Celebrating Chinese New Year Far From Home

I’m far from home this Chinese New Year and, regardless of Skype and the wonders of technology, I can’t help but get a little nostalgic.

Happy Chinese New Year, crowdink.com, crowdink.com.au, crowd ink, crowdink
Happy Chinese New Year

I was on the phone with my mother a month ago when I mentioned that I would not be making it for the trip back to Malaysia this holiday. The silence she gave me was deafening.

You see, Chinese New Year is like Christmas for us. It brings family together and, with our families being so large, we always seem to discover new relatives every year. One distant cousin, whom I’ve never heard off, got married and another one has graduated.

We eat too much on these auspicious days too. How can we not when our mother makes the best bak ku teh (pork stew) in the world and our aunt keeps piling our plates with siew yok (grilled pork belly)? Home cooked food is what we yearn for every year. We sit around like Knights of the Round Table, but instead of swords, we held chopsticks.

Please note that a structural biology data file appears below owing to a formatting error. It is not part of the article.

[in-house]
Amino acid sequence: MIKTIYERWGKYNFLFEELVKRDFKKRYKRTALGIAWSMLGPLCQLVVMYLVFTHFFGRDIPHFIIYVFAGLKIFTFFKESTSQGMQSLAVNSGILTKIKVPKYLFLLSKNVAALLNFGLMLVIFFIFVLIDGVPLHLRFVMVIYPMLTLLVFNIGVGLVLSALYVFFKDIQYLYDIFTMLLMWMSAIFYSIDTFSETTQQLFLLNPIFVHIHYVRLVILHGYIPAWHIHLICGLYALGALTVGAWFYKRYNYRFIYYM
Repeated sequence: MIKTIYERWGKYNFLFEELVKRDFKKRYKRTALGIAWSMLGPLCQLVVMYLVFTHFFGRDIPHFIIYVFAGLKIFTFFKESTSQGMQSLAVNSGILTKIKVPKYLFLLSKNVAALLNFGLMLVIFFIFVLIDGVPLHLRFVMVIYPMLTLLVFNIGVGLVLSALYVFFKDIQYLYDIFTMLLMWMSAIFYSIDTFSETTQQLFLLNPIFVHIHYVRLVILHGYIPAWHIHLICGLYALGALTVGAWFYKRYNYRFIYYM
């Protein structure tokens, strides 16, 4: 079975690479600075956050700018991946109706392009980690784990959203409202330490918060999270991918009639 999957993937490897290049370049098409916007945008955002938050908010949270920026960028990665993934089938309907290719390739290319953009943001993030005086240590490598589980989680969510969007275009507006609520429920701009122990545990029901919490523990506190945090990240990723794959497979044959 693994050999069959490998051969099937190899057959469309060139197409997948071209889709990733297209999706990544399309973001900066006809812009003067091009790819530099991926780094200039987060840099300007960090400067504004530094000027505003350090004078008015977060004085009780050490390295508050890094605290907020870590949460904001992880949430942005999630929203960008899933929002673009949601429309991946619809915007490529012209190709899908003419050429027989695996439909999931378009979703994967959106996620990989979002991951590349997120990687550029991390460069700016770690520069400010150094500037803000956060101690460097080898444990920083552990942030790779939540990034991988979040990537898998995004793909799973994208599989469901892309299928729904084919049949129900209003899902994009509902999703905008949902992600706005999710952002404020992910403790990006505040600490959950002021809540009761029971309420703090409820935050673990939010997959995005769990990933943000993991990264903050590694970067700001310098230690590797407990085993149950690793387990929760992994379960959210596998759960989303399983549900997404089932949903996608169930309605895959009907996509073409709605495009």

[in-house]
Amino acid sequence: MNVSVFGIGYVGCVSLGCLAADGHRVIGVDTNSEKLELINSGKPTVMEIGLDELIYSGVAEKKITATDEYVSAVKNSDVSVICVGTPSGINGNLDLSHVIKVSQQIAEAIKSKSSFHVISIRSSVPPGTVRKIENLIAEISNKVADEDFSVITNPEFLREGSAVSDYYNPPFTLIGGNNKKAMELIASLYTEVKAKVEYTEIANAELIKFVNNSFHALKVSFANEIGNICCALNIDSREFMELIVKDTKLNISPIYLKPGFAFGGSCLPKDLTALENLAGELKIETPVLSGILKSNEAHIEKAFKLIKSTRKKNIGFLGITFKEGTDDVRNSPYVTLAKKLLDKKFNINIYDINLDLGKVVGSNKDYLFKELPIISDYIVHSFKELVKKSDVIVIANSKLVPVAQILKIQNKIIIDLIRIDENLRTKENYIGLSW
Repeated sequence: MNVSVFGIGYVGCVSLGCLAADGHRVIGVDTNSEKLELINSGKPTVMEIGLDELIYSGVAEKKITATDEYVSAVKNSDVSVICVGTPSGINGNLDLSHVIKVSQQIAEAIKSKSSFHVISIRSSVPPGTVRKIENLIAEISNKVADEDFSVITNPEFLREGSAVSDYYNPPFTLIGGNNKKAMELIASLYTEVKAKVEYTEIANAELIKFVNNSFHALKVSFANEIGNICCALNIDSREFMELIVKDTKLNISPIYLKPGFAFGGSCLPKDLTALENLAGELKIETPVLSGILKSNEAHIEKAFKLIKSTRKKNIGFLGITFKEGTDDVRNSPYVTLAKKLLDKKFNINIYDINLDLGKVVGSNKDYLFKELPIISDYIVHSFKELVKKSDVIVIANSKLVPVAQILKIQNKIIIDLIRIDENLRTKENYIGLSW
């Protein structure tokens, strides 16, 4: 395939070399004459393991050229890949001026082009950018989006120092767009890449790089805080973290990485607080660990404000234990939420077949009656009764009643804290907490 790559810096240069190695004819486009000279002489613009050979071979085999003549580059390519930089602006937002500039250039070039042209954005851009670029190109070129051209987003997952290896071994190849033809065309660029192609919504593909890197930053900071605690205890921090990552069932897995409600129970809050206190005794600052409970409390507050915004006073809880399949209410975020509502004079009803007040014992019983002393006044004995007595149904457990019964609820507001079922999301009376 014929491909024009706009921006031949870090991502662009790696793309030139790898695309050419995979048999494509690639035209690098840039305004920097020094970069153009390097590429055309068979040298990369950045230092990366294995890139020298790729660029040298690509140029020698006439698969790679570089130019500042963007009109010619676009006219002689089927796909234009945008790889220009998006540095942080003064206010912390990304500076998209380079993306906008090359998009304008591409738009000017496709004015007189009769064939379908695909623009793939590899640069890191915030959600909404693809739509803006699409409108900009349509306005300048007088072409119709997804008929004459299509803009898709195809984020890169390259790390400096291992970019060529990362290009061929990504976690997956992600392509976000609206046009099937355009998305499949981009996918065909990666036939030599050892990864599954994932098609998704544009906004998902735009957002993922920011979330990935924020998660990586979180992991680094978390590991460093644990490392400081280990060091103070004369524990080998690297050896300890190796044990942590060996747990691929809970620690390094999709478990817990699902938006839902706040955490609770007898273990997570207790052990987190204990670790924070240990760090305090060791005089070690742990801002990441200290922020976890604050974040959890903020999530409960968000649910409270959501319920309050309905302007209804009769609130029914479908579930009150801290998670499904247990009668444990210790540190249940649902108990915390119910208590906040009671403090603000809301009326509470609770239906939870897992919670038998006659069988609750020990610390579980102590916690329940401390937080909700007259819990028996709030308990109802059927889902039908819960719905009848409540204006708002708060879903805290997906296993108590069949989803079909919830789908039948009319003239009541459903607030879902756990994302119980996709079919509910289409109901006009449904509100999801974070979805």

After our meal, the cousins usually bring out a stack of cards and we embark on a friendly game of ‘cho tai ti’, which is the Chinese version of black jack. We gamble away our ang pau money (red packets) which we received as a tradition when visiting home.

The adults will sit back with their Chinese tea and catch up with each other. I used to love sitting with my grandmother and listening to her all afternoon reminiscing about the good old times when she was a little girl.

The afternoon ends on an early note usually because we have a few more open houses to catch and the cycle goes on for the next three days. By the end of it, we feel like we’ve gained more pounds than we ought to but hey, it was all worth it.

Being away this year is heavy and Skype is not the same as being there. But I have made them promise to eat for me and laugh just like I would.

Gong Hei Fatt Choi!